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State's 1st woman chief to take helm

Nikki Haley will take the oath of office as S.C. governor this morning on the Statehouse's south steps, just a few dozen yards from statues of former Govs. Wade Hampton and Strom Thurmond, visible reminders of South Carolina's old guard.

Haley upset that old guard to win a four-way Republican primary in June and then rode a continuing wave of voter discontent to victory in November.

Since the founding of the United States, 85 men have served as S.C. governor.

Haley will be the first woman.

Haley also will be the state's first Indian-American governor - she is the daughter of immigrants - and, at 38, the nation's youngest sitting chief executive.

Today's inaugural ceremony and its participants will recognize the support Haley saw from across the Palmetto State, said Haley spokesman Rob Godfrey. "People from across South Carolina joined the governor-elect's movement."

Among those on the program is the Rev. Brian Rainwater of Mount Horeb United Methodist, Haley's Lexington County church.

"I never dreamed I would be doing the gubernatorial inauguration," said Rainwater, who will be giving the invocation.

Rainwater said his prayer will focus on the Haley family and all those taking office today.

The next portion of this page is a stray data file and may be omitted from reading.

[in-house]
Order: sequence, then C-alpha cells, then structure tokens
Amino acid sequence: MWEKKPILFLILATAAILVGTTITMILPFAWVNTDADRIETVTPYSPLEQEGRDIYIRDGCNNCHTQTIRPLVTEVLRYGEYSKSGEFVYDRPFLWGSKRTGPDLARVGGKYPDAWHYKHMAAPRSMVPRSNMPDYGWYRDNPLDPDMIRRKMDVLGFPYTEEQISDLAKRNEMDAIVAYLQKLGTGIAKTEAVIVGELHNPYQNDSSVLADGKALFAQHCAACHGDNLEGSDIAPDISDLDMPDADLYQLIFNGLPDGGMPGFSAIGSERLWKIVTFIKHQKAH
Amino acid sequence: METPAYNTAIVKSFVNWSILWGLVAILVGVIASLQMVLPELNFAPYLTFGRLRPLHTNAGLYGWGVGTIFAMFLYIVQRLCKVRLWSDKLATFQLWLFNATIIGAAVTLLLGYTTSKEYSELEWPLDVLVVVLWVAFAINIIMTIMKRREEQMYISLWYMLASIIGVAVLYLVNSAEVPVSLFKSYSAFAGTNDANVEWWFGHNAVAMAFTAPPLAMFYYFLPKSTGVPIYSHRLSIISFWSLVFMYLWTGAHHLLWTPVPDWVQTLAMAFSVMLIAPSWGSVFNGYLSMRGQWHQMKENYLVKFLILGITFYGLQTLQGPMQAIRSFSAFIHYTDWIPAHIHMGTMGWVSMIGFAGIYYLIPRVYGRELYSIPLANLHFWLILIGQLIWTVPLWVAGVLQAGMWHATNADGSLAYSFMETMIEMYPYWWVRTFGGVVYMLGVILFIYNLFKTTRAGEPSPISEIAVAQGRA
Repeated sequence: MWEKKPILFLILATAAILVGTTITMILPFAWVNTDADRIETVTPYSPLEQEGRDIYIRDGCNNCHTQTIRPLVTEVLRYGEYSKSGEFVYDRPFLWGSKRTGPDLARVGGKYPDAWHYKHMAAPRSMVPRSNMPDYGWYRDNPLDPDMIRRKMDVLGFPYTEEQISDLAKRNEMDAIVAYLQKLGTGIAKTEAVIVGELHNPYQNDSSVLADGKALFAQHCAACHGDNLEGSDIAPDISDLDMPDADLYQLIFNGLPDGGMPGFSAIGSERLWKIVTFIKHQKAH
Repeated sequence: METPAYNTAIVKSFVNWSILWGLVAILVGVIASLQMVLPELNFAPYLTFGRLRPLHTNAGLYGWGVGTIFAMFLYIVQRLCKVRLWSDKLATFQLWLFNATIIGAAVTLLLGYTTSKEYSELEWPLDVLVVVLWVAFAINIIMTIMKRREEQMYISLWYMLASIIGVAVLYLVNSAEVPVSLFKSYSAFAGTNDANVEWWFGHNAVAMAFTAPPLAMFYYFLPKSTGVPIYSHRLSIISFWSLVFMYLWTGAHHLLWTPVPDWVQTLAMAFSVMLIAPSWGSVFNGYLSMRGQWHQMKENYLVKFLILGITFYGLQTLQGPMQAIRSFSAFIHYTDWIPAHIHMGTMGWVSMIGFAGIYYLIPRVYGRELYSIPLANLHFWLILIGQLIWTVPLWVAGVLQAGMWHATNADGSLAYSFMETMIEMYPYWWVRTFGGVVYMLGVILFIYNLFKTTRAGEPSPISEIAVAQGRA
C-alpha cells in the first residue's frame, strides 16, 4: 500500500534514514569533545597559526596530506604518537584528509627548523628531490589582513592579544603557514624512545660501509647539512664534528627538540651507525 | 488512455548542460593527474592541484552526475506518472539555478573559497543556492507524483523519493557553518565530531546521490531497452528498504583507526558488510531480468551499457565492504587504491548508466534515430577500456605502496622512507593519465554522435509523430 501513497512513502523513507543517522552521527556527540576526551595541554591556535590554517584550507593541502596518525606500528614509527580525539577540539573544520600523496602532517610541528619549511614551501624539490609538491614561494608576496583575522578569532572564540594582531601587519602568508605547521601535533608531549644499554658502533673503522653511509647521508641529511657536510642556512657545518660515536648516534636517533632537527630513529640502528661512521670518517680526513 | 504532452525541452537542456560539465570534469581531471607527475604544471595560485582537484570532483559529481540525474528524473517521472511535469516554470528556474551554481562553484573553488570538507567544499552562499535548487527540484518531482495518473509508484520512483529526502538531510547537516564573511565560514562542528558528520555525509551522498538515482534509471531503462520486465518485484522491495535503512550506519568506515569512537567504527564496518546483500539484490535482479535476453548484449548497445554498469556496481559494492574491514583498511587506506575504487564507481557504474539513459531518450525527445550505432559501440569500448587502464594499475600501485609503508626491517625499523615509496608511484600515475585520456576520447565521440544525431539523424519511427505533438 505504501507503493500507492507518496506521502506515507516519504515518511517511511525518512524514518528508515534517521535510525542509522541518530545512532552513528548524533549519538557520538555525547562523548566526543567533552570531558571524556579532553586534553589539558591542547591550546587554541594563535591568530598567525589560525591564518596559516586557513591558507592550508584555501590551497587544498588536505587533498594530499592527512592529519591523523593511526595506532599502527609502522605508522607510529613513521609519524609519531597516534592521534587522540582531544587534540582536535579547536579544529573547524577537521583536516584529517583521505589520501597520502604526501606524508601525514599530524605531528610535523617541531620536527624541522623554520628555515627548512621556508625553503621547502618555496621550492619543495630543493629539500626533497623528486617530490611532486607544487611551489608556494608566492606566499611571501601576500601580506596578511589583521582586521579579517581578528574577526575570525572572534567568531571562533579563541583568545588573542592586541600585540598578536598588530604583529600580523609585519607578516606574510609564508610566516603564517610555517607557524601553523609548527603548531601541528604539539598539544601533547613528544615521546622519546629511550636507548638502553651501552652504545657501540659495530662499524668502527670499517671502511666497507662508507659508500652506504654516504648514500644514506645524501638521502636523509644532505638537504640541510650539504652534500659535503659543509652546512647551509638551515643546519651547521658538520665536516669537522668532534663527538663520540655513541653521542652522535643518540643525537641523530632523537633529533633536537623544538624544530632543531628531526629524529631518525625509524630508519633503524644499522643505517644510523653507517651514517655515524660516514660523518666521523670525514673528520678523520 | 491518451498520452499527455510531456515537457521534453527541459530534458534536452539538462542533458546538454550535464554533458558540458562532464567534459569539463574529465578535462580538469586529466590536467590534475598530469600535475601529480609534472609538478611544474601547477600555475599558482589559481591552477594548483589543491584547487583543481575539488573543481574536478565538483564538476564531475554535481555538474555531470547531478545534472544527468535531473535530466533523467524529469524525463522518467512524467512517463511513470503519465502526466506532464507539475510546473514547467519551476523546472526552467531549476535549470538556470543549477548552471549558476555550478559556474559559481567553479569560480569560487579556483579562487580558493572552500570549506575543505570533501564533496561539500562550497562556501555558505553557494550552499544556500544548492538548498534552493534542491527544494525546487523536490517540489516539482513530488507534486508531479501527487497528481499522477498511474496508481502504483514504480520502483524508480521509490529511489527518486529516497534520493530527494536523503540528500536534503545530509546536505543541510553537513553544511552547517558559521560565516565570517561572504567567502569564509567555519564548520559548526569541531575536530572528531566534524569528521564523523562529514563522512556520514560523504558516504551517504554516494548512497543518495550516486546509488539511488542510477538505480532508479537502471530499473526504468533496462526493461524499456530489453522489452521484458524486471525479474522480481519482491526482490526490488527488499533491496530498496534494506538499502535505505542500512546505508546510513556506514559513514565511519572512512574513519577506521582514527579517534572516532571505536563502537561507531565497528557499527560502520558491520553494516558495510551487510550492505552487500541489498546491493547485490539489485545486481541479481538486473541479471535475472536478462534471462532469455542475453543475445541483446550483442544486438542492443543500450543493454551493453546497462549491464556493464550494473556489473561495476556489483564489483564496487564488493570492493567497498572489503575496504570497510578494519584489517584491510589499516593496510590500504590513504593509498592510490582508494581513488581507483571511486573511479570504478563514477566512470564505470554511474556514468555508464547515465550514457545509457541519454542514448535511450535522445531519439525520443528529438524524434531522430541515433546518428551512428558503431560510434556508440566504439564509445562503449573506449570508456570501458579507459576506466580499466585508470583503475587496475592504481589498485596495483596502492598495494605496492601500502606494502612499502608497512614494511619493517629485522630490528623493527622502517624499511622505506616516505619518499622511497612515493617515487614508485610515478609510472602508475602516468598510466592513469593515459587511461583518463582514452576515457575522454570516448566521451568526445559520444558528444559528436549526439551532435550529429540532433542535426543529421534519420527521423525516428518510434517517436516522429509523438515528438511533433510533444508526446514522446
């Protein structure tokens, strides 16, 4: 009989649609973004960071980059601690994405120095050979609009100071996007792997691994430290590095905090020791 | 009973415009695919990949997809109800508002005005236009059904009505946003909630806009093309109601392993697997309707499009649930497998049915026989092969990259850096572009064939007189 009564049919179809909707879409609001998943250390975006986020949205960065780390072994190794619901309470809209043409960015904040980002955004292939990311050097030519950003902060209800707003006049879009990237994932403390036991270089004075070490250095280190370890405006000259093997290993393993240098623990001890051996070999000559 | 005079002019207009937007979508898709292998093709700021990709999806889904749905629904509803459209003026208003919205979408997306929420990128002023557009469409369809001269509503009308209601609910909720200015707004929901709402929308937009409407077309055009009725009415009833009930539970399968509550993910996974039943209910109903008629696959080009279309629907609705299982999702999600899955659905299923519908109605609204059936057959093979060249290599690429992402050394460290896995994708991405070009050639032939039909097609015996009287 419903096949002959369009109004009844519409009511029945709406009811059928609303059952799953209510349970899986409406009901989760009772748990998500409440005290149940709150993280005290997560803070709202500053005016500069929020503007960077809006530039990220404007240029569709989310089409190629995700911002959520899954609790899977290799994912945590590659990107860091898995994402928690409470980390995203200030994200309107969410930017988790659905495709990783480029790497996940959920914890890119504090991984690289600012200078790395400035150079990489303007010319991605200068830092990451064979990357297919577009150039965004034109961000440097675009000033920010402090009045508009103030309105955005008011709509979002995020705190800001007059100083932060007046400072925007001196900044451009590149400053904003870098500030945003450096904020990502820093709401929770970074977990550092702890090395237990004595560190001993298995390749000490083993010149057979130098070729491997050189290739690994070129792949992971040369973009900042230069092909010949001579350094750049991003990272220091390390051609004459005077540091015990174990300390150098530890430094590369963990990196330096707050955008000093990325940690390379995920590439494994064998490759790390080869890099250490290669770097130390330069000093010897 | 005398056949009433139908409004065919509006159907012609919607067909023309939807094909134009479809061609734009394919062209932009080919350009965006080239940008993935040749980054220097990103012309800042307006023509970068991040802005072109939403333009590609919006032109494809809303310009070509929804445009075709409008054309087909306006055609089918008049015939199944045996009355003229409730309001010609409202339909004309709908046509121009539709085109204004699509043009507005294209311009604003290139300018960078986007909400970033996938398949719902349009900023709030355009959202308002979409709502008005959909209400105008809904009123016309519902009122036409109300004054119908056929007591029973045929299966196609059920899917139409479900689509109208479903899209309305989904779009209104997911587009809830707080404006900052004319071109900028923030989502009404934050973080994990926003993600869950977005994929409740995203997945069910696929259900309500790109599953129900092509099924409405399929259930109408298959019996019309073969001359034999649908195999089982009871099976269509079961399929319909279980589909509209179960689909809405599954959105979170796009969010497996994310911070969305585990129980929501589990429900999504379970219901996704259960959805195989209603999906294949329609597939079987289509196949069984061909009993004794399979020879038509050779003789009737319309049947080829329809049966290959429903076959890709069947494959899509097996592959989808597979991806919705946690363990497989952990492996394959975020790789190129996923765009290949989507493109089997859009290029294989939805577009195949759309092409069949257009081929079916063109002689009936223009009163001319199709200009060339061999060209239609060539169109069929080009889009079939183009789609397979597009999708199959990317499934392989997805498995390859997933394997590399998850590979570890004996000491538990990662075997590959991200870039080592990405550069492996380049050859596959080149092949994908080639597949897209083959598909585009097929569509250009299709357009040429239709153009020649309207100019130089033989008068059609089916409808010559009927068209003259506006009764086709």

"It is a family event for them," said Rainwater, adding that Mount Horeb's members have kept the Haleys in their prayers throughout the year.

Inauguration day will begin with a 9 a.m. prayer service at Trinity Episcopal Cathedral, the historic church that neighbors the Statehouse.

Haley's primary win catapulted her into the national spotlight, and her inauguration will be watched by the nation as well. Mississippi Gov. Haley Barbour - a possible GOP presidential candidate and chairman of the Republican Governors Association, which backed Haley - is expected to attend.

However, the weather will keep at least one scheduled group from attending. David Rhyne, conductor of the Governor's School for the Arts and Humanities choir, said by e-mail Tuesday that his ensemble will not be able to make the trip from Greenville. Lingering snow and ice from Monday's storms forced Greenville County public schools to close Tuesday.

The rest of the ceremony will go on as planned, Haley spokesman Godfrey said.

That includes 1st Sgt. Peter Lara - the 2009 Army Times noncommissioned officer of the year and, like Haley, a resident of Lexington - reading the Pledge of Allegiance.

Haley's childhood home of Orangeburg will be represented by the Claflin University choir. S.C. poet laureate Marjory Wentworth Heath will read "The Weight It Takes."

After the other statewide constitutional officers are sworn in, S.C. Supreme Court Chief Justice Jean Toal will administer the oath of office to Haley.

Haley's inaugural theme - a nod to the state's $830 million budget shortfall - is "in every challenge there lies tremendous opportunity," Godfrey said. The speech, which Godfrey said Haley wrote, will take about 12 to 15 minutes.

Among the Haleys' last-minute adjustments, Godfrey said, were adding layers of clothing to cope with temperatures expected in the low 30s when the swearing-in ceremony begins.

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